Here we'll explore the nexus of legal rulings, Capitol Hill
policy-making, technical standards development, and technological
innovation that creates -- and will recreate -- the networked world as we
know it. Among the topics we'll touch on: intellectual property
conflicts, technical architecture and innovation, the evolution of
copyright, private vs. public interests in Net policy-making, lobbying
and the law, and more.
Disclaimer: the opinions expressed in this weblog are those of the authors and not of their respective institutions.
In his first trip to California as the nation's attorney general, Alberto R. Gonzales told a group of high school students to just say no to online piracy.
But, for many of the students, the response was to just say "why not?"
During a daylong UCLA seminar featuring Gonzales, students peppered speakers with tough questions about the real effect of piracy. Some even suggested that government should focus more on tackling poverty and improving education than on jailing kids who download movies, music and software.
And the kicker:
Unfazed by the students' skepticism, Gonzales said this was only the beginning of an intensive educational outreach effort. He wanted to let the students know that intellectual property theft was illegal, carried consequences and could permanently stain their records.
"Sitting through a one-hour, two-hour session may not be enough . It takes awhile to educate people," he told reporters later.
Yes, I'm sure a few weeks of "reorientation" in GTMO will do the trick quite nicely...
In reality, the mouse statues are part of 75 InspEARations, a traveling exhibit of 75 Mickey Mouse statues with various designs. I saw the exhibit when it was at Disney's California Adventure. It was pretty disappointing (the statues, not just DCA). Instead of artists (as in many of the other city-wide statue projects), they were designed by celebrities who generally had no artistic sense and quotidian sensibilities. "Oh, gee, a Mickey Mouse made to look like a Lakers basketball player designed by Shaq." Sad.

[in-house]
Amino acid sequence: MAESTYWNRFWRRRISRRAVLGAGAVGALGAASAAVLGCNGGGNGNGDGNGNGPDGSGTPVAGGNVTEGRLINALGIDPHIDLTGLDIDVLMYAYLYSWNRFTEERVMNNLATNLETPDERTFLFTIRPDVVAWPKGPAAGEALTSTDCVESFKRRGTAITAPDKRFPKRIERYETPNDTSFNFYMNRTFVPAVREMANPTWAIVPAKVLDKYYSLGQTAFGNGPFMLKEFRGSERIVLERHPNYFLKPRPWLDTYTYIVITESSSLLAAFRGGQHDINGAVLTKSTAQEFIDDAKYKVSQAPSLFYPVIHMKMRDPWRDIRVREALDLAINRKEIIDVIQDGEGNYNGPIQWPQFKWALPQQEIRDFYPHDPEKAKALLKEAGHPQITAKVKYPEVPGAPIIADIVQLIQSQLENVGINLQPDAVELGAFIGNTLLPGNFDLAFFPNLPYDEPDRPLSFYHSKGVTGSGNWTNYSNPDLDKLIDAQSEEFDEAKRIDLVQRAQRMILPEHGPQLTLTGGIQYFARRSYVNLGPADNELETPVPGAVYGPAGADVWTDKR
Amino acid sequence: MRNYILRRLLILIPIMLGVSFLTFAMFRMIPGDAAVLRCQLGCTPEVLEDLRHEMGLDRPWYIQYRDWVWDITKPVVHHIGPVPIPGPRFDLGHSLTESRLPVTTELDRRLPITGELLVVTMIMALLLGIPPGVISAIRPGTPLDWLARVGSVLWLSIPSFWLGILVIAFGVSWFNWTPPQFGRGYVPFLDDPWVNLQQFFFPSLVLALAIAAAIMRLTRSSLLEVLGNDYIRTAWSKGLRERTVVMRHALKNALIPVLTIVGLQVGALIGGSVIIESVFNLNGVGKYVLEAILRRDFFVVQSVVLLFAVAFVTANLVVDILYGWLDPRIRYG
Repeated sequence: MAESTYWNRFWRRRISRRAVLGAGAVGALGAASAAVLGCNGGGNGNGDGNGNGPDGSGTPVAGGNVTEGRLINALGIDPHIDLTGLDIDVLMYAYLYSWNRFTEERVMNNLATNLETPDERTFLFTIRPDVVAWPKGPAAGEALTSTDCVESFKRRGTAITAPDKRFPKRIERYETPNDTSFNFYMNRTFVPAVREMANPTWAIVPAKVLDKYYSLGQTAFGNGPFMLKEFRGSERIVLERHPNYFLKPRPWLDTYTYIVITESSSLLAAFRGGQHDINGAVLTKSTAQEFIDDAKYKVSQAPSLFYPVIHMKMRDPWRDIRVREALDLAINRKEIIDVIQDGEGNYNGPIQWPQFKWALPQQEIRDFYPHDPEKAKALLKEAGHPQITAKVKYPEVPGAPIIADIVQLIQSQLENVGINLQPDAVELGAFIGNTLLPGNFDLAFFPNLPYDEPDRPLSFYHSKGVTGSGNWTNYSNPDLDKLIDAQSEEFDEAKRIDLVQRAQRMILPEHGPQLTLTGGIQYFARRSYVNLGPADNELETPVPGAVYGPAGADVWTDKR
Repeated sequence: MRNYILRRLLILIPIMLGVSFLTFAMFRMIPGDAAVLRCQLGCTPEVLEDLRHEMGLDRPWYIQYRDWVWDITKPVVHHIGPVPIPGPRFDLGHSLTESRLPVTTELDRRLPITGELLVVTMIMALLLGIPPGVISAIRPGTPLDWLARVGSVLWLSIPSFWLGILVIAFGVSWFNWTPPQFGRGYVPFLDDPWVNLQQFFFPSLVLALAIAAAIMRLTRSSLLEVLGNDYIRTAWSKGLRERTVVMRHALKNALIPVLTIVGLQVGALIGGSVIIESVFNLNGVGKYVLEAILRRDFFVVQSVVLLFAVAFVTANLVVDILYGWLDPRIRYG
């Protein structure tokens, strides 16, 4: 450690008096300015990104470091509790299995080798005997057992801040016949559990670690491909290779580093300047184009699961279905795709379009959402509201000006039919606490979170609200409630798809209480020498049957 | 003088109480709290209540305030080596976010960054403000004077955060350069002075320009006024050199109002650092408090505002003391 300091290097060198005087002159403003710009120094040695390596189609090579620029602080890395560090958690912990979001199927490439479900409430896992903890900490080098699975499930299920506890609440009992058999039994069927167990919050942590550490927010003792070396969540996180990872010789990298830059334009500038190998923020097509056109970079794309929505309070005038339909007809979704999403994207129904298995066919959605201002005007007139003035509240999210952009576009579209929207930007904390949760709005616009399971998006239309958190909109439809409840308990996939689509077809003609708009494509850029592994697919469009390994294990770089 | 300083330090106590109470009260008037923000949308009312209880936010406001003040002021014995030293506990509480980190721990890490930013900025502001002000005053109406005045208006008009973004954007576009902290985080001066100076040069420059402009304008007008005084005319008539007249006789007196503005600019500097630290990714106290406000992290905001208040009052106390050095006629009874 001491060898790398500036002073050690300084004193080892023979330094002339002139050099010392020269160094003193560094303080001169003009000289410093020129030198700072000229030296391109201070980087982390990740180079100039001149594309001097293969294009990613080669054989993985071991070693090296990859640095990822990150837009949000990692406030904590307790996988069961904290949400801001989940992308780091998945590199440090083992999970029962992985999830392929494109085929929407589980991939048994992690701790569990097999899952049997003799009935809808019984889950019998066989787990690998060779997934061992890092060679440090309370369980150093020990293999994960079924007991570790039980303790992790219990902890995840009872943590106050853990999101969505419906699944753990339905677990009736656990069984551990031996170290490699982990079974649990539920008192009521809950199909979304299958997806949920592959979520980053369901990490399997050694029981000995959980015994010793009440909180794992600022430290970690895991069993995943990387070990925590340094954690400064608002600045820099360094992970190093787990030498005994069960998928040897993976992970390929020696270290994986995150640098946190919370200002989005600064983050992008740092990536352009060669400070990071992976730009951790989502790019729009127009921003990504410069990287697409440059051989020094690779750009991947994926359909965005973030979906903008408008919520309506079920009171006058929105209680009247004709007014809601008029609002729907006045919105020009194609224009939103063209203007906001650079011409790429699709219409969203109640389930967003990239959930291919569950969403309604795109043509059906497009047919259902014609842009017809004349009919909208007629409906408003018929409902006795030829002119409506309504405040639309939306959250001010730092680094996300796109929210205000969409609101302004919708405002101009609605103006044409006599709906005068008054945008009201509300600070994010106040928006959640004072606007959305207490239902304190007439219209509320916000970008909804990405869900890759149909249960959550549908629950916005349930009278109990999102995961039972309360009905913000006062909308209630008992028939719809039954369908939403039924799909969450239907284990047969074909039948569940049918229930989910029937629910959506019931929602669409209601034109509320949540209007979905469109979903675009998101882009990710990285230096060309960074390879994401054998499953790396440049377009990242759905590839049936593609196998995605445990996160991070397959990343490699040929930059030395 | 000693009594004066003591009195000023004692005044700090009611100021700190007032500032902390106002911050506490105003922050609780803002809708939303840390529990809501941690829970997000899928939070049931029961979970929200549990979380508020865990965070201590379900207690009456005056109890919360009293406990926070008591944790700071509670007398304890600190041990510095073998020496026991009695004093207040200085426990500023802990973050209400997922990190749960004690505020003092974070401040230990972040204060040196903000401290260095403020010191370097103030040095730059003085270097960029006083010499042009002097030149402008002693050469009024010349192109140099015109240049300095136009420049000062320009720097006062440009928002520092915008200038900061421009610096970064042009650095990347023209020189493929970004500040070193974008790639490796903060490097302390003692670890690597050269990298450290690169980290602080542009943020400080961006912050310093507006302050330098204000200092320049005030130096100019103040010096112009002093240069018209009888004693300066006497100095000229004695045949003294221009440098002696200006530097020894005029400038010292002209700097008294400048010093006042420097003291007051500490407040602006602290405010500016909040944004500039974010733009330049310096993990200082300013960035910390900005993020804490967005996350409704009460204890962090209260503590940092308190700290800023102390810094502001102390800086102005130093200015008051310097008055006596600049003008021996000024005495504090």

WIRED warns that Florida has put out an RFP for sequels to MATRIX, the massive tracking database that was abandoned by states and defunded by the feds on the heels of massive popular outcry. To make it even less amusing, the intention is to put even more data into the system, not that this will make it any more secure, less intrusive or more effective. But hey, who's nitpicking?
Philip H. Albert has a nice opinion piece on LinuxInsider noting that the proliferation of open source licenses is harmful to the field as a whole. With so many options, all of which really require evaluation by a lawyer, the disincentive for a company to use any of them goes up quickly. Companies and people just pick whatever seems best rather than crafting a best-fit solution because the cost of best-fit is too high.
The result is a bunch of ill-fitting agreements and higher dissatisfaction both on the part of creators, who aren't getting the behavior they really want, and on the part of consumers who have to read and understand all these myriad licenses if they want to use open source.
It's essentially the same disease the all-but-killed Unix/Linux in the marketplace. You can argue the merits of Debian vs Red Hat vs Solaris vs HP-UX vs vs vs until you're blue in the face but unless you're in that miniscule 1/100th of 1% of ultra-geekdom you really don't care. What I want is a fast, safe, functional open-source system that doesn't require me to memorize a Brittanica'sworth of pointless esoterica. Why nobody(*) in the OSS community seems to recognize this is a lesson in and of itself.
Anyone from Creative Commons want to provide a different perspective?
Update: John Wilbanks provides this link to the CC GPL.
(*) Yes, I recognize there are exceptions, but they're all too atypical.
Not long after James Boyle penned his excellent Financial Times column bemoaning the "evidence-free" way legislators craft intellectual property law and policy, Senator Rick Santorum gave us a prime example. Specifically, the Senator introduced a bill to stop the publicly funded National Weather Service (NWS) from publishing user-friendly weather data on the Internet. Why? Because he believes that private companies like AccuWeather would make even more money if they didn't have to compete with "free."
As Boyle pointed out in an earlier FT column, AccuWeather likely wouldn't exist at all if it weren't for the US practice of making taxpayer-funded raw weather data freely available at the cost of reproduction. In other words, the private weather industry is already benefiting -- richly -- from our tax dollars. Senator Santorum is proposing that we pay twice for our weather information in order to further line the pockets of private companies.